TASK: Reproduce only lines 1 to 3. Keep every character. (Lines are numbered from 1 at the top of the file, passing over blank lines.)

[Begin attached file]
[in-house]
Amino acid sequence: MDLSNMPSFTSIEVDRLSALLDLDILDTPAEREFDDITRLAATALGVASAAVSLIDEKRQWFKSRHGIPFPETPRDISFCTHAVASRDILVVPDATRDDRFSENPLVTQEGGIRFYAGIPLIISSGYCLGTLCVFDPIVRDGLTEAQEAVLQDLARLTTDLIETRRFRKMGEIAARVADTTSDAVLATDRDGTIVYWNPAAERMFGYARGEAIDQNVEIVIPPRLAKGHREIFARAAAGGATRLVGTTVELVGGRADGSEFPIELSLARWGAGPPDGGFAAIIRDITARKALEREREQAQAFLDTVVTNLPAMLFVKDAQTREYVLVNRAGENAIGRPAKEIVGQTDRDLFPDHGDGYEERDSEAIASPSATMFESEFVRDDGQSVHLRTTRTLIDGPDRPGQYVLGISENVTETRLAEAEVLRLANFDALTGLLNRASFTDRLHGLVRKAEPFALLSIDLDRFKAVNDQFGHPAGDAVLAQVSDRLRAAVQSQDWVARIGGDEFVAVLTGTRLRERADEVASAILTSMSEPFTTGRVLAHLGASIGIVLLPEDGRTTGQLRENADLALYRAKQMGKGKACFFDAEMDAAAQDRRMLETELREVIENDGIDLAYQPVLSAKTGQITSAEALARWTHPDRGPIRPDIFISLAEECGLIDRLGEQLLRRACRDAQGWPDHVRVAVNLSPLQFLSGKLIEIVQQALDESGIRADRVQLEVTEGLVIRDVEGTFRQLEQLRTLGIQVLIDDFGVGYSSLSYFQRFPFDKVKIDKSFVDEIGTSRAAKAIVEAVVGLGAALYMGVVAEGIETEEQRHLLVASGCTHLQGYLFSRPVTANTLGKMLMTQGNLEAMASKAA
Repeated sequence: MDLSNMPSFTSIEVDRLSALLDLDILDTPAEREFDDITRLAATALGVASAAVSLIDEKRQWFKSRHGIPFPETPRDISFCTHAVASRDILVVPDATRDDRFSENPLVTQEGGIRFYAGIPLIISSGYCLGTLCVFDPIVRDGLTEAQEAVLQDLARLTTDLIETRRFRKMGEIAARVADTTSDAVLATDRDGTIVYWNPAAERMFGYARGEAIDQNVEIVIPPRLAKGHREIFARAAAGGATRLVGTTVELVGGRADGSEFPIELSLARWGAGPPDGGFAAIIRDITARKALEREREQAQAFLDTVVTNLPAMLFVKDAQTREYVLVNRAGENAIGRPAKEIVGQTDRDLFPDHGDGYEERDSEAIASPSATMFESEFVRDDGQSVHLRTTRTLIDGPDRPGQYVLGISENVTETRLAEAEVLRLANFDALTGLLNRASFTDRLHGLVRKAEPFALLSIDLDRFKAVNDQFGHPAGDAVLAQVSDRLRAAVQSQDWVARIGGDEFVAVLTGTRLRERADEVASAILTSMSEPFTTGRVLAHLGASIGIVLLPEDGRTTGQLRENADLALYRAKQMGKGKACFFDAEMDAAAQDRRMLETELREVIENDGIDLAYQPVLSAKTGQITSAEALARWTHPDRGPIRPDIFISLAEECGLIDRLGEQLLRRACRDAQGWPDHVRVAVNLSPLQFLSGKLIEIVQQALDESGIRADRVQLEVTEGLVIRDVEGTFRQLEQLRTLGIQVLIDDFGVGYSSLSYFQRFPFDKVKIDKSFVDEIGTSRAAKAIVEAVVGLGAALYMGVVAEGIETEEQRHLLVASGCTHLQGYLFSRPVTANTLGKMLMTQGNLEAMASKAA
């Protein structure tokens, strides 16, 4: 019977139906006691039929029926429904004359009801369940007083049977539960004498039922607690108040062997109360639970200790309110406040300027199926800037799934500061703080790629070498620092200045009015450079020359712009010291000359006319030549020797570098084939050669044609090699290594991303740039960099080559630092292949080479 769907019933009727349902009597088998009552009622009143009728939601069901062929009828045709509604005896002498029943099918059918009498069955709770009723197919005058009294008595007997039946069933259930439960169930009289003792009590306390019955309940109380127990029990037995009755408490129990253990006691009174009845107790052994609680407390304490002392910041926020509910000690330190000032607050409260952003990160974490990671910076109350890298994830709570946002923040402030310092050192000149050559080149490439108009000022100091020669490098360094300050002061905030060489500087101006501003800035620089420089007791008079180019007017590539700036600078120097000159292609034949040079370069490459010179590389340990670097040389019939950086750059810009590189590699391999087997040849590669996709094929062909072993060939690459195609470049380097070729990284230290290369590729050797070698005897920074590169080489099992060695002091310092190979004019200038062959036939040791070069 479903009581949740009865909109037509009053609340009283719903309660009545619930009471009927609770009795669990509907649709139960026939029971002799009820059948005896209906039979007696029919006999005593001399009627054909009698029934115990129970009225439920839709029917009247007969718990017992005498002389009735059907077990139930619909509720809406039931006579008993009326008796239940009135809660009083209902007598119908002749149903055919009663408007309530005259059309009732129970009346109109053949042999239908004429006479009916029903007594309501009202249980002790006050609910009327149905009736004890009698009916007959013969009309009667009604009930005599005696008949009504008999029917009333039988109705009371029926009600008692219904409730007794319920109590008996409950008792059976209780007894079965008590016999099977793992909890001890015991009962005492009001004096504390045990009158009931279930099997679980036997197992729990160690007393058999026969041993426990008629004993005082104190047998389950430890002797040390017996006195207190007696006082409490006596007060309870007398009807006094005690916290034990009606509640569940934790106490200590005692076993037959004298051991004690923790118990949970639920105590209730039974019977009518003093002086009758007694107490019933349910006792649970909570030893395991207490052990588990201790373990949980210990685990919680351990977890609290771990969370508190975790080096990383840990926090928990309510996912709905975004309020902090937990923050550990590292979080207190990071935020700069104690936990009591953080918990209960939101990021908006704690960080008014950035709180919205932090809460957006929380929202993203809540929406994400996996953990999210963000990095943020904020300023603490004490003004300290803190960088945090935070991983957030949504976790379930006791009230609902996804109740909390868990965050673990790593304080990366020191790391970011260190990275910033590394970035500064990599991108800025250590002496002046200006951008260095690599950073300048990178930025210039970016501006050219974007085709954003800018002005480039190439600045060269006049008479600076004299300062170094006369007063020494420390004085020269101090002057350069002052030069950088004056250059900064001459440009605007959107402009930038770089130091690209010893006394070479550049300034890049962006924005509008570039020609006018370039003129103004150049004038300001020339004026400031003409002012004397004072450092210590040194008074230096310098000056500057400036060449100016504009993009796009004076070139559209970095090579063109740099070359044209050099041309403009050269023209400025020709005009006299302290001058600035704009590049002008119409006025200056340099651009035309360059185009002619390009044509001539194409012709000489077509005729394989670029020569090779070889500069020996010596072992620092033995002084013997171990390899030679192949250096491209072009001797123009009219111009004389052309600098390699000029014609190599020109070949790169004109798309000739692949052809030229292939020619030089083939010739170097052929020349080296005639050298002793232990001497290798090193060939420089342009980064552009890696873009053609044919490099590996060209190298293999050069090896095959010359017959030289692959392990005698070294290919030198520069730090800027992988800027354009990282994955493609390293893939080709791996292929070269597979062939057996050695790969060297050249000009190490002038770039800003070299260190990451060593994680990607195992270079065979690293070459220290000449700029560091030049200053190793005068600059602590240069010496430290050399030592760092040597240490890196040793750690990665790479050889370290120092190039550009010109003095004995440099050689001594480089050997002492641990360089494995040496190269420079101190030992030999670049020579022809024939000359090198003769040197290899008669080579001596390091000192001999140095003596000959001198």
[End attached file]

[in-house]
Amino acid sequence: MDLSNMPSFTSIEVDRLSALLDLDILDTPAEREFDDITRLAATALGVASAAVSLIDEKRQWFKSRHGIPFPETPRDISFCTHAVASRDILVVPDATRDDRFSENPLVTQEGGIRFYAGIPLIISSGYCLGTLCVFDPIVRDGLTEAQEAVLQDLARLTTDLIETRRFRKMGEIAARVADTTSDAVLATDRDGTIVYWNPAAERMFGYARGEAIDQNVEIVIPPRLAKGHREIFARAAAGGATRLVGTTVELVGGRADGSEFPIELSLARWGAGPPDGGFAAIIRDITARKALEREREQAQAFLDTVVTNLPAMLFVKDAQTREYVLVNRAGENAIGRPAKEIVGQTDRDLFPDHGDGYEERDSEAIASPSATMFESEFVRDDGQSVHLRTTRTLIDGPDRPGQYVLGISENVTETRLAEAEVLRLANFDALTGLLNRASFTDRLHGLVRKAEPFALLSIDLDRFKAVNDQFGHPAGDAVLAQVSDRLRAAVQSQDWVARIGGDEFVAVLTGTRLRERADEVASAILTSMSEPFTTGRVLAHLGASIGIVLLPEDGRTTGQLRENADLALYRAKQMGKGKACFFDAEMDAAAQDRRMLETELREVIENDGIDLAYQPVLSAKTGQITSAEALARWTHPDRGPIRPDIFISLAEECGLIDRLGEQLLRRACRDAQGWPDHVRVAVNLSPLQFLSGKLIEIVQQALDESGIRADRVQLEVTEGLVIRDVEGTFRQLEQLRTLGIQVLIDDFGVGYSSLSYFQRFPFDKVKIDKSFVDEIGTSRAAKAIVEAVVGLGAALYMGVVAEGIETEEQRHLLVASGCTHLQGYLFSRPVTANTLGKMLMTQGNLEAMASKAA
Repeated sequence: MDLSNMPSFTSIEVDRLSALLDLDILDTPAEREFDDITRLAATALGVASAAVSLIDEKRQWFKSRHGIPFPETPRDISFCTHAVASRDILVVPDATRDDRFSENPLVTQEGGIRFYAGIPLIISSGYCLGTLCVFDPIVRDGLTEAQEAVLQDLARLTTDLIETRRFRKMGEIAARVADTTSDAVLATDRDGTIVYWNPAAERMFGYARGEAIDQNVEIVIPPRLAKGHREIFARAAAGGATRLVGTTVELVGGRADGSEFPIELSLARWGAGPPDGGFAAIIRDITARKALEREREQAQAFLDTVVTNLPAMLFVKDAQTREYVLVNRAGENAIGRPAKEIVGQTDRDLFPDHGDGYEERDSEAIASPSATMFESEFVRDDGQSVHLRTTRTLIDGPDRPGQYVLGISENVTETRLAEAEVLRLANFDALTGLLNRASFTDRLHGLVRKAEPFALLSIDLDRFKAVNDQFGHPAGDAVLAQVSDRLRAAVQSQDWVARIGGDEFVAVLTGTRLRERADEVASAILTSMSEPFTTGRVLAHLGASIGIVLLPEDGRTTGQLRENADLALYRAKQMGKGKACFFDAEMDAAAQDRRMLETELREVIENDGIDLAYQPVLSAKTGQITSAEALARWTHPDRGPIRPDIFISLAEECGLIDRLGEQLLRRACRDAQGWPDHVRVAVNLSPLQFLSGKLIEIVQQALDESGIRADRVQLEVTEGLVIRDVEGTFRQLEQLRTLGIQVLIDDFGVGYSSLSYFQRFPFDKVKIDKSFVDEIGTSRAAKAIVEAVVGLGAALYMGVVAEGIETEEQRHLLVASGCTHLQGYLFSRPVTANTLGKMLMTQGNLEAMASKAA